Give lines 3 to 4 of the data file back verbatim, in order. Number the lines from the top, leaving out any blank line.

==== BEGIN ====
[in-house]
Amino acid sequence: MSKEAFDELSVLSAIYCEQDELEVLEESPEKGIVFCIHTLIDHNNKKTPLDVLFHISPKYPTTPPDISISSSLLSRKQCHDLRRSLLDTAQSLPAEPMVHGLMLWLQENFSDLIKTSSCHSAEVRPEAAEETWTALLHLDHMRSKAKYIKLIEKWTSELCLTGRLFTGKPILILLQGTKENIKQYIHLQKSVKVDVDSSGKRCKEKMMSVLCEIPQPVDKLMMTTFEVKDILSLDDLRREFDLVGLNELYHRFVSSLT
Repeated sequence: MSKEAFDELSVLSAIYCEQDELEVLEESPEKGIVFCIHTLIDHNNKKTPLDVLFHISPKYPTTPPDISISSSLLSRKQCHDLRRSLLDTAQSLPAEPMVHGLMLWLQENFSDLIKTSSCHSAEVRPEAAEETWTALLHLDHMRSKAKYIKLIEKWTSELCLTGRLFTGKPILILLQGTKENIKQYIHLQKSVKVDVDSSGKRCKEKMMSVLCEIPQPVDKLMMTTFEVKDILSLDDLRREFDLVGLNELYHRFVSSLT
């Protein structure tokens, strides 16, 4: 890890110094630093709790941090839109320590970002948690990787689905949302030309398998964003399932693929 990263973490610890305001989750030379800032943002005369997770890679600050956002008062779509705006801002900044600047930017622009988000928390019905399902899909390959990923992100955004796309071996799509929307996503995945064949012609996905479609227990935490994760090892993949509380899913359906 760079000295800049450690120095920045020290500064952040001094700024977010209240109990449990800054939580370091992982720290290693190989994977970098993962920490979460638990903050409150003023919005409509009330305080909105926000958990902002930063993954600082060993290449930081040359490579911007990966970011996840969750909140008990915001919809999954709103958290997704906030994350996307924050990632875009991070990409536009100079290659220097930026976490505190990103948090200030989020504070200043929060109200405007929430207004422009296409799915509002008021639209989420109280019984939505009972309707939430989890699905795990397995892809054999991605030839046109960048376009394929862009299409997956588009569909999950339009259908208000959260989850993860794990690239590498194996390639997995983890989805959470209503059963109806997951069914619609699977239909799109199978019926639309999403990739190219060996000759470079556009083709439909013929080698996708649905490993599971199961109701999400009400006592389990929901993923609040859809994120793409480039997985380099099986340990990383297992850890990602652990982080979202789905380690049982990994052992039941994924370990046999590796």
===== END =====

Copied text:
Repeated sequence: MSKEAFDELSVLSAIYCEQDELEVLEESPEKGIVFCIHTLIDHNNKKTPLDVLFHISPKYPTTPPDISISSSLLSRKQCHDLRRSLLDTAQSLPAEPMVHGLMLWLQENFSDLIKTSSCHSAEVRPEAAEETWTALLHLDHMRSKAKYIKLIEKWTSELCLTGRLFTGKPILILLQGTKENIKQYIHLQKSVKVDVDSSGKRCKEKMMSVLCEIPQPVDKLMMTTFEVKDILSLDDLRREFDLVGLNELYHRFVSSLT
């Protein structure tokens, strides 16, 4: 890890110094630093709790941090839109320590970002948690990787689905949302030309398998964003399932693929 990263973490610890305001989750030379800032943002005369997770890679600050956002008062779509705006801002900044600047930017622009988000928390019905399902899909390959990923992100955004796309071996799509929307996503995945064949012609996905479609227990935490994760090892993949509380899913359906 760079000295800049450690120095920045020290500064952040001094700024977010209240109990449990800054939580370091992982720290290693190989994977970098993962920490979460638990903050409150003023919005409509009330305080909105926000958990902002930063993954600082060993290449930081040359490579911007990966970011996840969750909140008990915001919809999954709103958290997704906030994350996307924050990632875009991070990409536009100079290659220097930026976490505190990103948090200030989020504070200043929060109200405007929430207004422009296409799915509002008021639209989420109280019984939505009972309707939430989890699905795990397995892809054999991605030839046109960048376009394929862009299409997956588009569909999950339009259908208000959260989850993860794990690239590498194996390639997995983890989805959470209503059963109806997951069914619609699977239909799109199978019926639309999403990739190219060996000759470079556009083709439909013929080698996708649905490993599971199961109701999400009400006592389990929901993923609040859809994120793409480039997985380099099986340990990383297992850890990602652990982080979202789905380690049982990994052992039941994924370990046999590796």